In our modern lives, it can be very difficult to maintain perfect posture for long. Most of us spend a lot of our day sitting – whether at at a desk, travelling, relaxing in front of the TV or computer games – all of which can encourage us to slip into poor posture. Even our sleeping habits are often poor.
With a little practice and a few simple strategies, though, it is possible to remain in good posture throughout your day. Doing so will certainly help your golf immeasurably, but it will also improve your health and the quality of your life in general – it will decrease your risk of injury through your whole body, including your lower back, hips, shoulders, neck, elbows, knees and ankles. It will also increase your energy levels, and even help you look younger and better.
The key is to build good habits so that you sit less, stand and walk more, and reset your posture throughout the course of the day. With just a little practice, good posture will become second nature.
What is Perfect Posture?
Perfect posture is discussed in detail in Golf Swing Drill 101 – Setup: Perfect Posture and Connecting to Your Core. It can be summarised as follows:
- Keep your shoulder blades pulled back and down.
- Elevate your chest.
- Keep your tummy drawn up and in.
- When you are standing, your body should form a straight line from your ears, through your shoulders, your hips, your knees, all the way to your ankles.
- If you’re seated, you should form a straight line from your ears, through your shoulders, to your hips.
Most of us spend a lot of time in transit, whether it’s on planes, trains, or automobiles.
The trick to maintaining perfect posture in the car is to force yourself to do so. Adjust your mirror to where it should be when you have perfect posture, force yourself to maintain good posture in order to see through it.
If you’re on a train or plane, get up every 20 to 25 minutes and stretch. The Standing Back Extension Exercise is perfect for this. And while you’re waiting for your plane or train to arrive, or perhaps you have a bit of a layover between flights, then go for a walk rather than sitting in the waiting area.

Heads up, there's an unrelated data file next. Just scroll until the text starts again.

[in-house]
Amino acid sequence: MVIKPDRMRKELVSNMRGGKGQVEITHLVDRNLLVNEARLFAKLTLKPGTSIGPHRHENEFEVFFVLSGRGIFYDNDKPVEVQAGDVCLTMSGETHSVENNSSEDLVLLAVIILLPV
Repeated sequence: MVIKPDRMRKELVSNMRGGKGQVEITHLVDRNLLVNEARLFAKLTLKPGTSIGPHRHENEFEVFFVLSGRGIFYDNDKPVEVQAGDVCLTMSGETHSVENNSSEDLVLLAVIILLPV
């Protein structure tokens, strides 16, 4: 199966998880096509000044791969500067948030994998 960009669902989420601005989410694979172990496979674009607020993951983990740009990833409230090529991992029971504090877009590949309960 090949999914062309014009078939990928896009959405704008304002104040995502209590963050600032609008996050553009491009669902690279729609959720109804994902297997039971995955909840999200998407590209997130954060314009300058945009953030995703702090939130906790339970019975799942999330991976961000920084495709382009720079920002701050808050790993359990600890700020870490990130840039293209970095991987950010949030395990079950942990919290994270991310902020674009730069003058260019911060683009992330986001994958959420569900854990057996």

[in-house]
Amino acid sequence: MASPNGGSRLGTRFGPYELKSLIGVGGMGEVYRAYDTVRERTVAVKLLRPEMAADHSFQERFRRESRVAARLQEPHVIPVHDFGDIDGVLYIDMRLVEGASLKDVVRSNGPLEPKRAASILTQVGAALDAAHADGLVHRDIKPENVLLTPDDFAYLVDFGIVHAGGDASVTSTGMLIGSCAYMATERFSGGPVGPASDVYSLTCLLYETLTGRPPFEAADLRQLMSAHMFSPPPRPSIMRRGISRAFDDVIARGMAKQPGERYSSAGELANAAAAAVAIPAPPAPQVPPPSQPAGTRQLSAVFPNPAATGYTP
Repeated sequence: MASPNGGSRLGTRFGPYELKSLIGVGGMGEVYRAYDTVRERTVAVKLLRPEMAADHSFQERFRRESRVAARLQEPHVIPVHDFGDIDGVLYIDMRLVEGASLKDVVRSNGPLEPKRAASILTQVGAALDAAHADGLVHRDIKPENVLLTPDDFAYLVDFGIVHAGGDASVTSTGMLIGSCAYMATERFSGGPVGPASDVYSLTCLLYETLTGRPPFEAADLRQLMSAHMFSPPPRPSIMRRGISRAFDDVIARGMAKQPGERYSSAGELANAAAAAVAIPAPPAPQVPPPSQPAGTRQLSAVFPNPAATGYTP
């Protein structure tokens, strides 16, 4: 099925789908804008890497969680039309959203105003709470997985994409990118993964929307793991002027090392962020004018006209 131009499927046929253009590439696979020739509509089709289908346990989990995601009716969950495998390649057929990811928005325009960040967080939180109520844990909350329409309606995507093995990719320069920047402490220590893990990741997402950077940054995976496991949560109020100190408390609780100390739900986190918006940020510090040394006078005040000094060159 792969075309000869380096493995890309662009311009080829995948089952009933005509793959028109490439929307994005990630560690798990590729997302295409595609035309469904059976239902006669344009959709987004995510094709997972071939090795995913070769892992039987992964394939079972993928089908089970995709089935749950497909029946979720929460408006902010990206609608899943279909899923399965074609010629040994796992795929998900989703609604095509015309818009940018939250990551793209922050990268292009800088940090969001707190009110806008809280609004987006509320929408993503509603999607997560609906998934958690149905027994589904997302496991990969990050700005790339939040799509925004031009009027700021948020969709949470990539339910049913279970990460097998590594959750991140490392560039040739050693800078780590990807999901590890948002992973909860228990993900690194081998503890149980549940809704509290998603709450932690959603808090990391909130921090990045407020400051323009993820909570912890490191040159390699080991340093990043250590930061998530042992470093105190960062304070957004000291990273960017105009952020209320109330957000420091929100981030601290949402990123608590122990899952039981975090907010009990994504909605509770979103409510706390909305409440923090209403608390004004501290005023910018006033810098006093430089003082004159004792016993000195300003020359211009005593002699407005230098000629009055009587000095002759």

Try to spend as little time sitting as possible, if you have the option to stand or walk while you meet with a colleague, do so.
Take a break from sitting and stretch every 20 to 25 minutes. You need to extend your back regularly when you are spending extended periods in the seated (flexed) position. The Standing Back Extension Exercise is perfect for this.
If you’re in a long meeting where you’re required to sit, reset your posture every 15 minutes. Do this by squeezing your shoulder blades back and down, as if trying to draw them into your back pockets, while activating your glutes. This will help you to counteract the forces pushing your body into a hunched over (flexed) position.
If you sit at a desk, adjust your chair so that your knees are at the same height as your hips or slightly lower.
Position your computer monitor straight in front of you so that the angle of your chin is flexed down about 20 to 30 degrees.
Adjust the brightness of your computer screen so that it is proportionate to the room. If it’s darker, decrease the brightness.
After a long day at work, often followed by a long journey home, it’s can be very tempting to just collapse into a couch or chair and sit some more. But sitting for long periods, even while relaxing, can be damaging.
If you’re watching TV, make a habit of getting up during commercial breaks. Walk around a little and stretch, or do some self-massage with a foam roller.
Use only one pillow, and choose a high quality one. When you have more than one pillow, your neck will be out of alignment all night, and neck pain will often be the result.
A good trick can be to place that extra pillow between your knees, though it’s difficult to keep it there all night. This helps to keep your hips in proper alignment as you sleep.
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